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October 30, 2014 / 6 Heshvan, 5775
At a Glance

Posts Tagged ‘traffic’

On the Job but Not Getting Paid?

Wednesday, October 2nd, 2013

I’m very glad Congress and the president decided to make sure the uniformed military will get paid during the government shutdown.  That was the right thing to do.  The move averts a game-of-chicken mistake made in late 1995, when Bill Clinton was dispatching troops to Bosnia while their pay was in jeopardy.

As long as preparations are made beforehand, meanwhile, there’s enough in the trusts to make sure Social Security and veterans’ pension payments go out next month as well as this month. That’s a relief to millions of elderly who can’t just go start harvesting vegetables or sweeping floors if their checks don’t come in.  We can assume Congress will keep a sharp eye out for the potential problems, and make provision for them.

That leaves our Border Patrol, FBI, other federal law enforcement agents, federal firefighters, and air traffic controllers, some of the 80% of federal workers who will remain on the job during the shutdown.  At least some of them are reportedly being required to work without their latest-due paychecks being in the bank, until the government is “open” again.  It’s not fully clear how many or which of these workers are having to show up for work with their pay suspended.  I’ve seen reports that suggest some are being paid; other reports seem to indicate that law enforcement and essential-services people are working without pay (i.e., presumably, pay delayed, not “pay never coming”).

In any case, as happy as I am to see the EPA and other agencies off the job, I’m concerned about morale among the hard-working law enforcement and essential-services folks.  They do a tough job 24/365, and a lot is being asked of them today, and for as long as the shutdown lasts.

We can hope the shutdown will last only a couple of days.  Presumably, Congress will be looking out for these workers, and have a care for the hardships they will face if the shutdown goes longer than that.  (In extremis, much could probably be done, even within the current debt ceiling, through issuing IOUs to the Social Security trust fund.)  As with those in all professions, the younger workers – with kids, mortgage and college-loan payments, living paycheck to paycheck – will be the hardest hit.

If the shutdown does become extended, those who have the means can consider donating to organizations that provide a helping hand to these particular federal workers in their time of need.  Here are some links to get you started:

Federal Law Enforcement Foundation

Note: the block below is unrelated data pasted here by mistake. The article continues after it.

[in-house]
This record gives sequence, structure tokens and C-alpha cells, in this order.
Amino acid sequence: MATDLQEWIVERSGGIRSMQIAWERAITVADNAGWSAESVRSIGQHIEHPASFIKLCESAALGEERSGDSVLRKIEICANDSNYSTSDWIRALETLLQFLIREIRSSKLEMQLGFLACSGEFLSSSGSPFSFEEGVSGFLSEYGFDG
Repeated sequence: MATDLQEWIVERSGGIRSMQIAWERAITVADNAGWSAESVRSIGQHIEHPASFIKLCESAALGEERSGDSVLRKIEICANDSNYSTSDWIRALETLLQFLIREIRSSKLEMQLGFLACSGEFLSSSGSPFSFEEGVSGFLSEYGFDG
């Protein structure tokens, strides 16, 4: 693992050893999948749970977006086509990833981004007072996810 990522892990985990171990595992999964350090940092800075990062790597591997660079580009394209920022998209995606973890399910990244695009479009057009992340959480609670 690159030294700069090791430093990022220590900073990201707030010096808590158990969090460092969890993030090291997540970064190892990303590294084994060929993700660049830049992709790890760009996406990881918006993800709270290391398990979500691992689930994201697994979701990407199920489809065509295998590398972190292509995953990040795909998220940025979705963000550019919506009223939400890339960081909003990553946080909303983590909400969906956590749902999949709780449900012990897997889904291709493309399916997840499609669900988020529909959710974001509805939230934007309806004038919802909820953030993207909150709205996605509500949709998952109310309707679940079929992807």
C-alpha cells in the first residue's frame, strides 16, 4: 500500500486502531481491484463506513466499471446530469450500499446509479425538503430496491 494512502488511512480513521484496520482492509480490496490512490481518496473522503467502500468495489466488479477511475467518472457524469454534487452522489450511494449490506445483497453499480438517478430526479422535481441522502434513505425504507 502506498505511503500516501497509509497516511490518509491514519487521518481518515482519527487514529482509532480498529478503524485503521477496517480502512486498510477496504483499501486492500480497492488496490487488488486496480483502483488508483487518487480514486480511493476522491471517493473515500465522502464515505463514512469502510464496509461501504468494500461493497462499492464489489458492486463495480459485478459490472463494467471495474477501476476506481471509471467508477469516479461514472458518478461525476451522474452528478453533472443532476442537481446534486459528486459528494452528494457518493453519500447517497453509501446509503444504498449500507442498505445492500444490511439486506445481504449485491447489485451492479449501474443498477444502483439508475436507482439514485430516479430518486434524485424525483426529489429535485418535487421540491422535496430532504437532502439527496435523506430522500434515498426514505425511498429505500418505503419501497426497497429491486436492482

Federal Law Enforcement Officers Foundation

Wildland Firefighters Foundation

Federal Employee Education and Assistance Fund (especially for non-law enforcement personnel; air traffic controllers are members of the National Air Traffic Controllers Association, or NATCA, a labor union with some funding for mutual aid, as well as its own charitable foundation)

I (Heart) Public Safety Network (umbrella network coordinating various forms of assistance to public-safety programs, public-safety workers, and their families)

Note:  per the Washington Post summary at the first link, U.S. Postal Service workers should be getting paid on schedule.  Except for its annual requests for bailouts, USPS is “self-funding,” and should last through the shutdown, however long it goes.

What the Benghazi Leaks Mean, and what Difference Would it Have Made?

Monday, August 5th, 2013

Imaging this: it was well-known that in 2011 the United States was facilitating the weapons supply to Syrian rebels. The weapons were paid for by Qatar and Saudi Arabia and delivered through Turkey.

We have known for more than a year about this traffic. There were two big UN Reports on this traffic.( By the way this meant that the United States was arming Muslim Brotherhood and Salafist groups.)

What wasn’t known was a simple detail: the United States was also collecting and shipping the weapons.

That’s it! This is what was being concealed. After all, it was openly known previously that the Libyan rebels against Qadhafi were armed by the United States.

The whole mess was unnecessary!

If it were known that the CIA guys in Turkey weren’t just watching the weapons supply but delivering it, to quote Clinton, what difference would it have made?

Would Congress have stopped the weapons’ traffic? No, they wouldn’t even do anything about the arms to Mexican drug gangs that killed Americans?

Would Americans rise in revolt? No.

Would it have cost one percent of the votes in the election? No.

Sure, some bloggers would have talked about parallels to Iran-Contra and a handful of members of Congress would have complained but the massive media machine would have ignored it and the majority of Republicans would have snored.

Did President Obama have to lie in a UN speech saying the ambassador was just there to supervise a hospital and a school? No.